Entyvio: Uses, Dosage and Side effects
What is Entyvio?
Entyvio is a brand-name prescription of the drug vedolizumab, a medication primarily used to treat certain autoimmune diseases, specifically inflammatory bowel diseases (IBD) such as ulcerative colitis and Crohn’s disease.
In this article, we will delve into the various aspects of Entyvio, including its mode of action, uses, dosage, administration, side effects, storage, risks, precautions, and interactions with other drugs.
How does it work?
- Entyvio belongs to a class of drugs referred to as integrin receptor antagonists.
- It is a unique biological medication that targets and blocks α4β7 integrin, which plays a role in migrating specific white blood cells known as lymphocytes to the gut.
- Thus, preventing its migration to the gut, reducing inflammation, and allowing healing in people with ulcerative colitis and Crohn’s disease
Uses of Entyvio
Entyvio is an FDA-approved drug used to treat moderate to severe:
- Active ulcerative colitis (UC) in adults.
- Active Crohn’s disease (CD) in adults.
Adult Ulcerative Colitis (UC)
- Entyvio is prescribed to adults with moderate to severe ulcerative colitis (UC) when previous ulcerative colitis drugs are ineffective or not tolerated.
- Entyvio effectively achieves symptom remission in people with moderate to severe UC.
Adult Crohn’s Disease (CD)
- Entyvio is prescribed to adults with moderate to severe Crohn’s disease (CD) when previous ulcerative colitis drugs are ineffective or not tolerated.
- Entyvio effectively achieves symptom remission in people with moderate to severe CD.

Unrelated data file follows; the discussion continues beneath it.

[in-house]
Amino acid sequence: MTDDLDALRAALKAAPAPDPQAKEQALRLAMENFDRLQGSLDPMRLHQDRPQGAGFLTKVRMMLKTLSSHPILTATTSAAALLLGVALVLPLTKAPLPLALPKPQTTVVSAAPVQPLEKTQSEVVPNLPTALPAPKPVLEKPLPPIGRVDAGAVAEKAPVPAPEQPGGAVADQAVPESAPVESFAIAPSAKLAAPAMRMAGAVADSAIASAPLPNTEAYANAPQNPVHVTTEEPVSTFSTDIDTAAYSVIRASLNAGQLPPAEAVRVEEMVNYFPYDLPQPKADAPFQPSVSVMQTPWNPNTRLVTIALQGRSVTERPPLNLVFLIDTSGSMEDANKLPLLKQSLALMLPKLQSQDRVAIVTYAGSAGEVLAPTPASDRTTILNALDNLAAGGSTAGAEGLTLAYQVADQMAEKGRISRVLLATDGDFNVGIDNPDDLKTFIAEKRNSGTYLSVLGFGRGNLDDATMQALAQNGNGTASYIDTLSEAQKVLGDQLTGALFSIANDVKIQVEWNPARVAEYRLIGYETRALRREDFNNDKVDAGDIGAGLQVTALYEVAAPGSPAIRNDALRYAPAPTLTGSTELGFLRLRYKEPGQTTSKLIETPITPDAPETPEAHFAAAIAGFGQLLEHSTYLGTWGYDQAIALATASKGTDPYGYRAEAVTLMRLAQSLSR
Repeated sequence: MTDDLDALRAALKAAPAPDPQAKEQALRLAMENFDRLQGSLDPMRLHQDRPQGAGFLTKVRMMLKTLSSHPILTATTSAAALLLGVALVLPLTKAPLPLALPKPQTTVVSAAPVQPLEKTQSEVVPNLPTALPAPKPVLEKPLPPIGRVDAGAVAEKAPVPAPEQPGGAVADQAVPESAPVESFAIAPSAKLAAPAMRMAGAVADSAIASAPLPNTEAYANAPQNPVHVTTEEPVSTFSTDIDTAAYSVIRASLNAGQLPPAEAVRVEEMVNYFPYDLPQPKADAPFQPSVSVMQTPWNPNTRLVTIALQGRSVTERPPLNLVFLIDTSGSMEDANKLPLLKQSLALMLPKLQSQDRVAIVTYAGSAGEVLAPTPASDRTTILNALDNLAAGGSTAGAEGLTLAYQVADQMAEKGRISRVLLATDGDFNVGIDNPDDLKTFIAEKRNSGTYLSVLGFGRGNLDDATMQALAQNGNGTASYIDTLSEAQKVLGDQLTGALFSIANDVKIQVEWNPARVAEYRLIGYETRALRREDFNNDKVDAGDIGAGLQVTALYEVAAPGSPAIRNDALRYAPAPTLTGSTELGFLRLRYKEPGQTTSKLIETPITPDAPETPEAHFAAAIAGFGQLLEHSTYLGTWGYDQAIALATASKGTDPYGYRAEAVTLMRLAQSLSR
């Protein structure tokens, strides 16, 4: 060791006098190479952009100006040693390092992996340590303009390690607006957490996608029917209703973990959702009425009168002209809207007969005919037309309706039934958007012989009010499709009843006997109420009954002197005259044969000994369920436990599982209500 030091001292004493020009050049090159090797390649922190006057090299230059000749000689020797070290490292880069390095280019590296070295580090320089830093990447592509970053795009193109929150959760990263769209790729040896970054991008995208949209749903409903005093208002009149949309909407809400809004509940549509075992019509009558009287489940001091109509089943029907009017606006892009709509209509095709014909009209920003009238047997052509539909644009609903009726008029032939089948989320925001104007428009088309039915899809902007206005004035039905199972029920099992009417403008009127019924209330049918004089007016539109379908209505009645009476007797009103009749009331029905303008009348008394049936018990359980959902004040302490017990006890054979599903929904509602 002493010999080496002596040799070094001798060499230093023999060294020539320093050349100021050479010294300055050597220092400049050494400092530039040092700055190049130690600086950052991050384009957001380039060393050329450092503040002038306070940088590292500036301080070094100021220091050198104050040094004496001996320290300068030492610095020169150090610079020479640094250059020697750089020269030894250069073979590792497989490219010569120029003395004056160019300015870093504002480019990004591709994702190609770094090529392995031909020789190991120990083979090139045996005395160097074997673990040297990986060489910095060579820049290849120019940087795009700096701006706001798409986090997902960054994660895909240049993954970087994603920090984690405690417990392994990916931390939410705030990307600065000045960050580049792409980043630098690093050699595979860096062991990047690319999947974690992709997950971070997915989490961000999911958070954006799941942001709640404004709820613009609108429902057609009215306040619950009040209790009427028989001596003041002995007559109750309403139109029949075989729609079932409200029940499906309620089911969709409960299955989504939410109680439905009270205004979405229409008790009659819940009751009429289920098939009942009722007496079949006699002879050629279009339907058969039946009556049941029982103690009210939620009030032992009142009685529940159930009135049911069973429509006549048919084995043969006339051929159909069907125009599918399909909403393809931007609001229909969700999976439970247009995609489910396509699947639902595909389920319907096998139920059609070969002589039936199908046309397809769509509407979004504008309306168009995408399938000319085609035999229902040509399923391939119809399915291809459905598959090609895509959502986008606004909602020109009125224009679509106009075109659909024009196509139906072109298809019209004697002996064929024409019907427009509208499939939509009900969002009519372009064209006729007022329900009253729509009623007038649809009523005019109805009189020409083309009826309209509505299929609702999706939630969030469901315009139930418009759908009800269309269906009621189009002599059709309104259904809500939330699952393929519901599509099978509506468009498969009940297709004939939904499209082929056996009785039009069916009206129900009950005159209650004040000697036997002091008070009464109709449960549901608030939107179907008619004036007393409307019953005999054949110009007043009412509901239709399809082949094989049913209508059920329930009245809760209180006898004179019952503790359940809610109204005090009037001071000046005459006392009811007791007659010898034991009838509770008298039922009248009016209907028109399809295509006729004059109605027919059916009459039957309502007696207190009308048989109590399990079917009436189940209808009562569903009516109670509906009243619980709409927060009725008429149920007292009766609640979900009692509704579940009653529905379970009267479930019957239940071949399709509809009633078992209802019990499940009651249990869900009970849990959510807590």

Dosage and administration
A healthcare professional administers Entyvio as an infusion through vein (IV). The recommended dosage for both ulcerative colitis and Crohn’s disease is:
- 300 mg, administered as a thirty-minute IV infusion at zero, two, and six weeks following the initial dose.
- Subsequently, maintenance doses are administered every eight weeks after that.
- The infusion rate should be reduced or discontinued if any negative reactions show up.
Storage of Entyvio
- Entyvio should be stored in a refrigerator at 2°C to 8°C (36°F to 46°F).
- Before administration, the medication should be brought to room temperature.
- For 15 seconds, gently swirl the container so it dissolves the lyophilized powder.
- Do not forcefully shake or invert the container.
Side effects of Entyvio
The most common side effects of Entyvio are generally mild to moderate in severity and may include:
- Joint pain
- Throat irritation
These mild symptoms may go away without any treatment. However, it is critical to tell a healthcare expert if any of these symptoms worsen or prolong.
Some severe side effects may include:
- Severe infections – fever, cough, red or painful skin sores on the body, chills, sore throat, pain during urination, or sinusitis symptoms.
- Infusion-related reactions – shortness of breath, lightheadedness, or chest pain.
- Liver injury – loss of appetite, fatigue, right upper belly pain, dark urine, nausea, yellowing of skin or eyes, light-colored stools.
- Hypersensitivity reactions – like trouble breathing, skin rashes, swelling of the lips, face, tongue, or throat, hives, itching, trouble swallowing, increased heart rate.
- Progressive Multifocal Leukoencephalopathy (PML) – dizziness, confusion, loss of balance, problems thinking, change in how people walk or talk, weakness on one side of the body, blurred vision, and loss of vision.
Risks of Entyvio
While Entyvio can be highly effective in treating certain autoimmune conditions, it is essential to consider potential risks associated with its use :